I got to mile 12 and someone mentioned the time. I had been on the course for over 4 hours but that was where I wanted to be pace wise. The 2016 Beast had me on the course for 8 ½ hours. I was almost done and it was nearly 4 ½ hours. My goal was in reach. By the time I reached the Dunk Wall, I was giddy. Giddy or getting punch drunk with adrenaline. My hydration pack was toast so I literally tossed it to a spectator and said please trash this. I could see the finish line and smell the fire ahead of me. In typical Spartan fashion, the course creators kicked us back into the trails for another 3-mile hike and final 4 obstacles. The end was indeed near but it would need to wait. I spent the last few miles climbing and clawing through thoughts and obstacles. I was back in the trails and back into deep thoughts. I thought of Julia. Her last year in school. Her college choices. Her relationship with me and how much fun we have together. Yes, I am a very strong disciplinarian but we have an incredible bond. We giggle and we binge-watch Friends together laughing like village idiots over the characters. I tell Jules every day that you cannot give up on yourself. Always plug away. Always go for what you want in life even if you do not think the outcome will go as planned. I found myself smiling as I came up to the last two obstacles. I could hear the DJ and you will not believe what was playing…it was the theme from Friends “I’ll Be There for You”. I could not believe it. It was truly a sign that I was not alone. Jules got my message and was with me. Jake was with me. I found my strength at the Hercules Hoist (my fave obstacle) and hoisted that damn red sandbag with one hand. I was pumped and I was singing along. Then it happened. I jumped over that damn fire. The final obstacle. I crossed the finish line ALONE. There was no one to greet me. There was no one to high five me. I collected my banana and Finisher shirt wearing my green medal ALONE. I did it. I came to run this race and prove to myself and myself only that I could do this. Walking back to the car, I heard my medal clink that distinctive Spartan sound….clink clink clink clink clink as it banged against my chest. I heard the cry “I am a Spartan” that we screamed at the beginning. I had earned my Trifecta and most importantly,…I finished what I had started.

It’s My Job

Julia’s text on Thursday read “its payday today!” She was ecstatic. This would be her first paycheck…ever. She was now being paid for a summer job that she loves in our school district. By the time I arrived home from work, her social media accounts were flooded with her posts of her holding her first paycheck. The pride on Julia’s face was so apparent and her smile just made you want to hug her, which I of course did as soon as I met her in the kitchen!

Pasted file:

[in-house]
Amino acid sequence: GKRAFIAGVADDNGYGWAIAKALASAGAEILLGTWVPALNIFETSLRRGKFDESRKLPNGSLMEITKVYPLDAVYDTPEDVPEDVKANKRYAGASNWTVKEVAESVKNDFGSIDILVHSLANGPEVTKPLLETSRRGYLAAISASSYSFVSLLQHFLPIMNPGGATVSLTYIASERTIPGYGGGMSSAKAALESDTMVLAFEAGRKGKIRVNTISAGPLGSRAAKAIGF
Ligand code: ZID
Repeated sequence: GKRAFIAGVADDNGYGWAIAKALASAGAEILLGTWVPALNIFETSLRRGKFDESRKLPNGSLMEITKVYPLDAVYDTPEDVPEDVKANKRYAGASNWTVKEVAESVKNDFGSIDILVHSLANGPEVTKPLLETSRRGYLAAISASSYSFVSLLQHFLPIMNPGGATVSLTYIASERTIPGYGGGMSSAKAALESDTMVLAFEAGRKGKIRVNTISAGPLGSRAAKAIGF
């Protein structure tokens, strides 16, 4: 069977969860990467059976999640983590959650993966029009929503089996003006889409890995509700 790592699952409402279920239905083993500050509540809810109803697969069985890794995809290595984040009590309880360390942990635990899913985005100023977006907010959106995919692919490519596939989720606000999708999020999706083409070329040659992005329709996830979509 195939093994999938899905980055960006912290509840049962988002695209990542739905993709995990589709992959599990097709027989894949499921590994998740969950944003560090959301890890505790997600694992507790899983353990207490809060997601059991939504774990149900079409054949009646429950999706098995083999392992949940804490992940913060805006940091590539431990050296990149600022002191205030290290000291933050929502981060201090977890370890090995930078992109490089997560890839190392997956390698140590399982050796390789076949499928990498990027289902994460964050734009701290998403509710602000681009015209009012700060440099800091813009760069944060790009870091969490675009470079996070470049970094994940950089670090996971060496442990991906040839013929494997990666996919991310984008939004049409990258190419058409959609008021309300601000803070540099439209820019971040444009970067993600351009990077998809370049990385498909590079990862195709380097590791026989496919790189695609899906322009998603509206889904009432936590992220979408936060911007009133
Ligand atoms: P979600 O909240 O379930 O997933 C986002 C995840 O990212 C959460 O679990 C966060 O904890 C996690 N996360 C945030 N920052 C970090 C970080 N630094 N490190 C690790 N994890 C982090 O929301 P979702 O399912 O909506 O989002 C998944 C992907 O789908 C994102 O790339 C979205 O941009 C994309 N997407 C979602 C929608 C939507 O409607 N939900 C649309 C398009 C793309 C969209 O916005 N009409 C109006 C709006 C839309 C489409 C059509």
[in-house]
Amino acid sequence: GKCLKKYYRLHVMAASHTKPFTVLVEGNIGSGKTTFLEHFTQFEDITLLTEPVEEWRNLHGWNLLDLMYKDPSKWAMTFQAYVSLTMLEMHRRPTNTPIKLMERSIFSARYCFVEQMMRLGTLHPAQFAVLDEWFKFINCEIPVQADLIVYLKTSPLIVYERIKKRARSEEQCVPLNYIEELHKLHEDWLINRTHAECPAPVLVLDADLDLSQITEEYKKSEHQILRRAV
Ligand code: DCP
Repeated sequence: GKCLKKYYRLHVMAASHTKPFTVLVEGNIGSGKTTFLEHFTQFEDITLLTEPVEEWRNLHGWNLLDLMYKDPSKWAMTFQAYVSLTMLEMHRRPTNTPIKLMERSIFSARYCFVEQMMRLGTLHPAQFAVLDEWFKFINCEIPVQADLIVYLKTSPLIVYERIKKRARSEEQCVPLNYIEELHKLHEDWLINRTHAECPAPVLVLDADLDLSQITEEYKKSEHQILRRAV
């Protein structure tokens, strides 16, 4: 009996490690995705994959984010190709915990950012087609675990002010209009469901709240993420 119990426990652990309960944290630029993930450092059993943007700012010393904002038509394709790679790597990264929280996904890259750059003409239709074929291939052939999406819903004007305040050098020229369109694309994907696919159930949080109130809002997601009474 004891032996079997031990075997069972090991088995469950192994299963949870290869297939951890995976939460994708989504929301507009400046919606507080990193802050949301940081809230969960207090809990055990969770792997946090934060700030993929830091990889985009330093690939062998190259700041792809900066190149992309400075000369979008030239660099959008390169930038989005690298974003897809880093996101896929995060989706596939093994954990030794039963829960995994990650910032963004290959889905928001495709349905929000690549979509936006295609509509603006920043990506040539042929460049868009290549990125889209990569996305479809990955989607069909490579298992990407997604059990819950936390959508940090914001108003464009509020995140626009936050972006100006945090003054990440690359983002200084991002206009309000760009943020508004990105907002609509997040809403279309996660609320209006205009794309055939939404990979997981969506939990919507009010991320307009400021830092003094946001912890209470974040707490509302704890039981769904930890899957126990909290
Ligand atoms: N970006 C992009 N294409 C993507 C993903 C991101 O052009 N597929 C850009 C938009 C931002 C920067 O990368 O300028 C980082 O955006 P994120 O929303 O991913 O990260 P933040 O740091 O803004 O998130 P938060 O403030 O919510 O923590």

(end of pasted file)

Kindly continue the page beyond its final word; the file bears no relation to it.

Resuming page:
I thought of Jake receiving his first paycheck for the same summer classroom position a few years ago. He was beaming just as bright as he held up his first step into the world of gainful employment.

As a parent, you hope that you instill a good, solid ethics into your kids. You hope they learn by example and what they see you doing. I have only held three paid positions since leaving college, which I believe, demonstrates not only commitment to the workforce but also a sense of loyalty (which is a completely separate blog). It thrills me that my kids not only work but also WANT to work. Jake as some of you know is now working two jobs this summer. That was a bit of an adjustment here in Chez Fikar but I think it had more to do with his anxiety about messing with his daily routines. The bottom line is that Jake loves to work and stay busy. Jules has already applied for another job to start later this summer or the fall. I am thrilled that there is an interest in working and interacting with the world rather than being glued to some type of electronic device.

I have been deep in thought about this work ethic piece lately. It must be genetic. Ernie is certainly a hard worker – always has been having held multiple jobs while in school and working every ounce of overtime he could while with the Sheriff’s Department for all of those years. I had my first job at age 11 in which I stuffed and delivered those dreaded circulars and local news book called “The Pennysaver”. Maybe this is why I still cringe when I smell a newspaper? I digress. I babysat for a number of different neighborhood families and built up a loyal following. Where else could you eat snacks, watch Love Boat, Fantasy Island, Saturday Night Live, and if it was late, Don Kirschner’s Rock Concert and are paid. That was a great gig.

In High School, I started working summers with Daddy He and I would take the train and subway to the World Trade Center and enter Auriema, Inc. on the 18th floor each day. That is where I learned not only crucial office skills but also nuances of office life that would become invaluable later on. The office etiquette, how to speak to people…how to interact with peers and leadership appropriately. Dad took me to work every school break and summer for years. He taught me that once you are working you DO NOT call in sick. You do not stay home. You do not just decide to go to the beach and skip work just because your friends ask. Work and school came first (do not get me started on staying home from school – Anne Eastwood had her own guidelines for this).

School was also our job growing up. I tried the “cough cough…I don’t feel like going to school” act one day. Anne called my bluff. You want to stay home? She calmly asked me as she took a long drag from her cigarette. I said yes, yet somewhat hesitantly. Well, she explained…there would be no television..no cartoons…no dancing lessons after school…no talking on the phone with your friends…and no playing outside on the block. I was changed in five minutes and on the bus in ten. You just don’t call in sick. The Eastwood girls had perfect attendance for years.